For organizational sponsorship, which includes logos, links, and voiced credits in the show and in podcasts, contact producer Molly Head at (317) 927-9101 or email her at firstname.lastname@example.org. Our podcast listens are increasing at a rate of 17% a month!
We'd like to thank the following recent, new and renewal contributors whose donations help make this show possible!
May 16, 2020 - coming up
Where did your county's name come from?
Two counties are named after Native American tribes. Many of Indiana's 92 counties have names that pay tribute to Revolutionary War heroes. And other county names salute famous Americans, including some who never set foot in the Hoosier state.
A few counties even are named after an aspect of their natural landscape. Lake County, with a northern border on the shores of Lake Michigan, is an obvious example.
For this show exploring the derivation of the names of Indiana's counties, Nelson will be joined by a WICR-FM colleague who has a passion for American history, including the origins of county names.
Charles Braun, the attorney who hosts Legally Speaking, the call-in legal advice show that airs at 11 a.m. on Saturdays, will be Nelson's guest. He's an admirer of French military hero Marquis de Lafayette (1757-1834) - and there's a direct connection involving our show's topic. Noting that Lafayette played a crucial role as an ally of the American colonists during the Revolutionary War, Charles points out that two counties have names that salute him.
Also honoring Lafayette, of course, is the Hoosier city of that name, located in Tippecanoe County. The Tippecanoe River, for which the county is named, derives its name from a word in the language of the Miami people meaning "place of the buffalo fish." The Miami, in turn, are memorialized by Miami County just north of Kokomo.
LaGrange County isn't the only one with a name connected to foreign soil. Switzerland County on the Ohio River is named in honor of the country that was the homeland of many of its early settlers.
Knox County, which includes Vincennes, Indiana's oldest city, is among those named after a notable American with no Hoosier connections. According to Indiana Place Names (IU Press) by Ronald Baker and Marvin Carmony, the county's namesake is Henry Knox, an artillery officer during the Revolutionary War who became the country's first Secretary of War. In that capacity, he oversaw both the Army and the Navy. Knox is immortalized in dozens of place names around the country, including the famous Fort Knox in neighboring Kentucky.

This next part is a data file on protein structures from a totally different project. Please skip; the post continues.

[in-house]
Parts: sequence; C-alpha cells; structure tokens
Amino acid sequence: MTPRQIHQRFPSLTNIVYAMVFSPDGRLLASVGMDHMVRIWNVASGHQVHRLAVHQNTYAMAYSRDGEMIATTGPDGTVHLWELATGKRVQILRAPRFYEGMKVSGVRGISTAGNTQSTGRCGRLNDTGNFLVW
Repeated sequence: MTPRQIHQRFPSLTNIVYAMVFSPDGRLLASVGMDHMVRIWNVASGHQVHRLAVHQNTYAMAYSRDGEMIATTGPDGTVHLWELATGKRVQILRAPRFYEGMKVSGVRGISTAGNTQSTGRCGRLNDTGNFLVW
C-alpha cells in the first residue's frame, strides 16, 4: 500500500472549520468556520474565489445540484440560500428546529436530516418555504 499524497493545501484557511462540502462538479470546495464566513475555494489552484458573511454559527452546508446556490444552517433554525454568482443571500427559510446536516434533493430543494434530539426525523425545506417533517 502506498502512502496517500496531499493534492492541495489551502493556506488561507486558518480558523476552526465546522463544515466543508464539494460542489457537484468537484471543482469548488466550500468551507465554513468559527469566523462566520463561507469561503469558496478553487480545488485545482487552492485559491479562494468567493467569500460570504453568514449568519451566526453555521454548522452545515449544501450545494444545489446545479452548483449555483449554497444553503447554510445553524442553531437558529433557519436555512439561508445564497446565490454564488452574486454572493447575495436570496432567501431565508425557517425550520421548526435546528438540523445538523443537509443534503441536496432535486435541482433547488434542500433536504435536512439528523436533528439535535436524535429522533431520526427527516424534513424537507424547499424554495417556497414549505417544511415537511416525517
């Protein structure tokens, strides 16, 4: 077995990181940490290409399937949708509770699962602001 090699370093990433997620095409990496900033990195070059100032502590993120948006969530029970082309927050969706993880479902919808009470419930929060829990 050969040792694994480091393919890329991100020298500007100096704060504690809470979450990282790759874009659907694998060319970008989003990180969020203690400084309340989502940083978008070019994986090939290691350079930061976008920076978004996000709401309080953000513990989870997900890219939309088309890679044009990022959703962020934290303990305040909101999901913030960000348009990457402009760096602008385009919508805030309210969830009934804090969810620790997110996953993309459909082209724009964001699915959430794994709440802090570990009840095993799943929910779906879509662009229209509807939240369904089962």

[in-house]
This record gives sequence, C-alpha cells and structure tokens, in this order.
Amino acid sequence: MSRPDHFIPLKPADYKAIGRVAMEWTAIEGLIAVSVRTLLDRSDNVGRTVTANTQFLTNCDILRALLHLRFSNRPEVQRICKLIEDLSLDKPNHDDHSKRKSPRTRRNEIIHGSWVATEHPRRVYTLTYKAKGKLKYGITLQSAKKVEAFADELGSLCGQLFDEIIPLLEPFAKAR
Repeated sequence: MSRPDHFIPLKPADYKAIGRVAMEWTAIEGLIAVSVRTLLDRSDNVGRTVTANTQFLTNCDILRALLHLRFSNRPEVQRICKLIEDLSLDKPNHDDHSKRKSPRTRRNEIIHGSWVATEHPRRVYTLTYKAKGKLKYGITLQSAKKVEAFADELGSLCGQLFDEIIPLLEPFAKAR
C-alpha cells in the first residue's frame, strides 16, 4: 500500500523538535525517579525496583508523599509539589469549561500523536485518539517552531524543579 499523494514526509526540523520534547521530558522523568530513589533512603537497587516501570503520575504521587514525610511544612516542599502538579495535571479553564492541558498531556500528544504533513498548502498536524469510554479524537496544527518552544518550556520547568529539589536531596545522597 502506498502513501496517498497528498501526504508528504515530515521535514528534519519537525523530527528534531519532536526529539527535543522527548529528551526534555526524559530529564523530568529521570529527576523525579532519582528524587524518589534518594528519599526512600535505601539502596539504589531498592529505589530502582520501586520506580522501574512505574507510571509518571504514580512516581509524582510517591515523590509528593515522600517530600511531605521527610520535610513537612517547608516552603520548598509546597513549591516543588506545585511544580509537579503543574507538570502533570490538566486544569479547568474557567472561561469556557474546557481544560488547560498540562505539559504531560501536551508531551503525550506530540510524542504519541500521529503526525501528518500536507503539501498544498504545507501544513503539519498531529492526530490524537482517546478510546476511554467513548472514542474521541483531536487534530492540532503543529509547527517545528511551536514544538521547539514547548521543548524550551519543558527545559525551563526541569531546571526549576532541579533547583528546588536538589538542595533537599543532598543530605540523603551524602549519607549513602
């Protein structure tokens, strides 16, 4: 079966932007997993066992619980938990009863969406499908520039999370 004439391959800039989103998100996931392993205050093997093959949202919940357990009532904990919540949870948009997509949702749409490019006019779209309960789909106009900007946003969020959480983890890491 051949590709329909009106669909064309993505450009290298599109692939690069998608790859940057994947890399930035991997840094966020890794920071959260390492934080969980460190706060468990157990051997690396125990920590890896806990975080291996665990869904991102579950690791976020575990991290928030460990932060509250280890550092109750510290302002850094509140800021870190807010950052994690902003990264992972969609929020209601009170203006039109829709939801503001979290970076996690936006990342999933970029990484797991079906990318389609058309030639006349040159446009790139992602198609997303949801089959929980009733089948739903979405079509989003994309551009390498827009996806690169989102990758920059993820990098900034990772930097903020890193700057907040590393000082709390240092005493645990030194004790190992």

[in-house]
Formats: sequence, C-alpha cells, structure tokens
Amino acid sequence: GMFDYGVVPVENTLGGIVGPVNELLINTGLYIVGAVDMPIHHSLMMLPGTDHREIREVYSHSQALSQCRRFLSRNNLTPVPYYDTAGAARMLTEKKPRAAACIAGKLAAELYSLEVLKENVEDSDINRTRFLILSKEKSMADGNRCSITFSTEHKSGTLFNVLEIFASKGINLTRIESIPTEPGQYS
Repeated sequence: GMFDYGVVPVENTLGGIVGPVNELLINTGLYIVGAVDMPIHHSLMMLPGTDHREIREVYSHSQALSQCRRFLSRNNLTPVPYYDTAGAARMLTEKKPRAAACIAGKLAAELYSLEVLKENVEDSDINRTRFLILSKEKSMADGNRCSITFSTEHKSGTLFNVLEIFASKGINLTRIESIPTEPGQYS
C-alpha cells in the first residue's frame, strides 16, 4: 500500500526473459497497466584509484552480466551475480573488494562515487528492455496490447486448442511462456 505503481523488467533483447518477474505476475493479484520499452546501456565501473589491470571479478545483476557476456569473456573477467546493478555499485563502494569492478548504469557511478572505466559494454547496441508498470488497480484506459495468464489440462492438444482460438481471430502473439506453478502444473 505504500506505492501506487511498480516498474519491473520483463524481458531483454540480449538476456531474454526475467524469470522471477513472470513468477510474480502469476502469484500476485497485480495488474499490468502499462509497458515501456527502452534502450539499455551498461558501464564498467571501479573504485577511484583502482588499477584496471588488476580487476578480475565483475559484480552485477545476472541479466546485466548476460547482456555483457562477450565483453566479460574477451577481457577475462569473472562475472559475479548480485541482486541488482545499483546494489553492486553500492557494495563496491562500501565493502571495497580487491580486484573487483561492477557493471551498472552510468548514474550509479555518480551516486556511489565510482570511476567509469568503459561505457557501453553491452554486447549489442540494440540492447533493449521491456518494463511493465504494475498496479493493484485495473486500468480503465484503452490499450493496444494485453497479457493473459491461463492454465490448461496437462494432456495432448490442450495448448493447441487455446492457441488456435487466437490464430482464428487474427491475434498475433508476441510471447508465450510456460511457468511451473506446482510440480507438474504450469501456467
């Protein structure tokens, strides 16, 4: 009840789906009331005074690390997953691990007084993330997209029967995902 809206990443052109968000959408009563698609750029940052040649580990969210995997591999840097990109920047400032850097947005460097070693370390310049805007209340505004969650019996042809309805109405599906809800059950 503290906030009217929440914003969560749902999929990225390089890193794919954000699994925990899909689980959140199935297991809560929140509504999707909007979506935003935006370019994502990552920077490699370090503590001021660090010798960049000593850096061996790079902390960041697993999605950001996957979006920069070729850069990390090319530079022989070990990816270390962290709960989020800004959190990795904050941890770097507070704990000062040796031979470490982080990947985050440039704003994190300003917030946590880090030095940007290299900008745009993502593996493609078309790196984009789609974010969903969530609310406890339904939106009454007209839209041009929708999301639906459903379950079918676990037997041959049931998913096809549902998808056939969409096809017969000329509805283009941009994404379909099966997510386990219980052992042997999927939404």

Delaware County, which includes Muncie, is derived from the name given by white settlers to the Lenape, the Native American tribe that lived along the East Coast before being pushed in the 1790s to the wilderness that became Indiana. The Lenape were called the Delaware by white settlers who encountered them in the East. Hoosier History Live explored the Lenape heritage in Indiana during a show in 2014.
Described by some experts as "the most moved group in American history," the Lenape were pushed out of Indiana during the early 1820s in what's been called a "forced migration."
Our guest Charles Braun is immersed in Indiana history in ways other than his knowledge of county names' origins. At the Benjamin Harrison Presidential Site in Indianapolis, Charles is the official reenactor of the only president elected from the Hoosier state. Charles has been hosting "Legally Speaking" for 37 years, making it the country's longest-running legal advice show with call-in from listeners.
© 2020 Hoosier History Live. All rights reserved.